He died at age 82 in 1992.
Claims that an Italian police official named Giovanni Palatucci can be celebrated as the “Italian Schindler” have been debunked by Trieste historian and educator Marco Coslovich, in association with a 2013 panel of historians led by the Centro Primo Levi. Celebrated throughout Italy as a rare paragon of virtue regarding the Holocaust, Palatucci was stationed from 1937 to 1944 in the Fascist-occupied, Croatian town of Fiume, today called Rijeka, one of the collection points for transporting Jews to Trieste. In Trieste, a rice warehouse known as Risier di San Sabba became the only death camp on Italian soil. It was administered directly by the Third Reich.
Coslovich has investigated World War II events in the border region between Italy and Yugoslavia for most of his life, writing extensively about deportations. He claims Fiume police documents reveal Palatucci was just another opportunistic fascist. “They show that he extorted money from Jews and confiscated their goods. He carried out his job fully, as a willing enabler of the Fascist regime. The only time he used gentler treatment of some individual Jews was because his superiors had extorted payments from them for a safe passage.” The U.S. Holocaust Memorial Museum in Washington subsequently removed Palatucci from a summer exhibit in 2013. “There is no concrete evidence whatsoever that Palatucci saved 5,000 Jews as many believe,” Coslovich said. “Those are crazy numbers that do not correspond to the historical record; they’re unfounded, not believable.”
The Yad Vashem Holocaust Museum honoured Palatucci with its Righteous Among the Nations designation in 1990 but that was based on testimony that asserted he had helped one Jewish woman. Historian Anna Foa of Sapienza University of Rome wrote in a Vatican newspaper article that any decision to re-classify Palatucci as a collaborator was hasty, but she conceded, “Palatucci may have saved only a few dozen lives instead of the 5,000 attributed to him.”
As a Japanese diplomat in Lithuania, Chiune Sugihara saved the lives of some 2,000 Jewish refugees by issuing transit visas to the Japanese Empire, many in conjunction with the efforts of the Dutch consul in Lithuania, Jan Zwartendijk, credited with saving about 1,000 Jews in Lithuania by signing false permits for migration to the Caribbean island of Curacao and other Dutch colonies, including Surinam.
Born on January 1, 1900, in the remote Japanese village of Yaotsu, Chiune Sugihara studied foreign languages in Harbin, China, converted to Christianity and married a Russian woman. Divorced in 1935, he remarried in the same year to his Japanese wife, Yukiko, and received a diplomatic posting to Helsinki, Finland. They left Yokohama and arrived in Vancouver on August 30, 1937. The Sugiharas next took a train from Seattle to the East Coast in order to reach Helsinki, Finland. Later, he was re-posted to a new consulate in Kaunas, Lithuania, reporting to ambassadors in Riga and Berlin. The Japanese foreign minister, Matsuoka, had known Sugihara in Harbin. Essentially, Sugihara was a Japanese spy, monitoring Soviet and German movements. He arrived just four days prior to the Nazi invasion of Poland on September 1, 1939, accompanied by his wife and three sons.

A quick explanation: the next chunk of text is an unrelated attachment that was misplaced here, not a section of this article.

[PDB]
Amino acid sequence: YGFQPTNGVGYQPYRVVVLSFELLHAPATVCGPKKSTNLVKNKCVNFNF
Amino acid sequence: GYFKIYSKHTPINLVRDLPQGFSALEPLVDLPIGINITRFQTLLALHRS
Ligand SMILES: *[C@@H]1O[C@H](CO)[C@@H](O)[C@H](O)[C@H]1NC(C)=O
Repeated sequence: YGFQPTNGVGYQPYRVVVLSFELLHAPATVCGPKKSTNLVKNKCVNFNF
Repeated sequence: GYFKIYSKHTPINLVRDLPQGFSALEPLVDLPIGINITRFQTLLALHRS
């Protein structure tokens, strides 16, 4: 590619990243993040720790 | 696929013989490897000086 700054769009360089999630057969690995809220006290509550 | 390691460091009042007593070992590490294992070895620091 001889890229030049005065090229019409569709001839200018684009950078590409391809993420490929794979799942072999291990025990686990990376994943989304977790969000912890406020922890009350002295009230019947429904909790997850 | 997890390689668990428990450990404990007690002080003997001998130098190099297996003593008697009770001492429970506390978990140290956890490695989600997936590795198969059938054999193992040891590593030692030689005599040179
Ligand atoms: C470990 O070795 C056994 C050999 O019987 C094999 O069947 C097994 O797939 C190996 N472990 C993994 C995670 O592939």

After an anti-Nazi, Dutch government-in-exile was established in London, in charge of all Dutch embassies, the Dutch ambassador in Riga, Latvia, L.P.J. de Decker, dismissed his pro-Nazi Lithuanian honorary consul and replaced him with Jan Zwartendijk, a Dutch engineer heading Philips electronics in Kaunas. Zwartendijk became the Dutch consul in Kaunos, Lithuania.
Vancouverite George Bluman has explained what happened next. “Two young Dutch rabbinical students approached Zwartendijk, requesting documentation to go to Curacao, a Dutch colony in the West Indies with the aim of travelling east through the Soviet Union, Japan, the Pacific Ocean and the Panama Canal to tiny Curacao, an island off the coast of Venezuela, about 1/6th the size of metro Vancouver. They also sought permits for their mostly Polish classmates.
“Why Curacao? Because no visa was required to enter Curacao. The local governor had sole authority to permit entry. But this was rarely granted! But Zwartendijk was given permission by de Decker, the Dutch ambassador in Riga, to issue permits to Curacao to their fellow rabbinical students that stated, in French, ‘A visa for entry is not required,’ leaving out the condition of the Governor’s permission. Moreover, Zwartendijk courageously agreed to issue such permits to all Jewish refugees who applied for them.
“A Jewish refugee delegation approached Chiune Sugihara about obtaining Japanese transit visas, a necessary step for the fake scheme. Without permission from Tokyo—and after getting Soviet approval, signed by Stalin, for refugee transit through the Soviet Union—Sugihara issued transit visas valid for a stay of ten days in Japan initially based on the seemingly sufficient Zwartendijk Curacao permits. Zwartendijk signed 2300 such permits until his office was forced to close on the day Lithuania was annexed by the Soviet Union. About 1,000 of those covered by these permits received transit visas from Sugihara.
“Initially, Sugihara issued handwritten transit visas to all who requested them with Zwartendijk permits. Three days later he had three rubber stamps made for all issued transit visas, two in English and French, the other in Japanese which contained the following, in English, ‘Transit Visa, Seen for the journey through Japan (to Surinam, Curacao and other Dutch colonies).’ In Japanese it stated that the visa was via Tsuruga, for Surinam, and was valid for 10 days.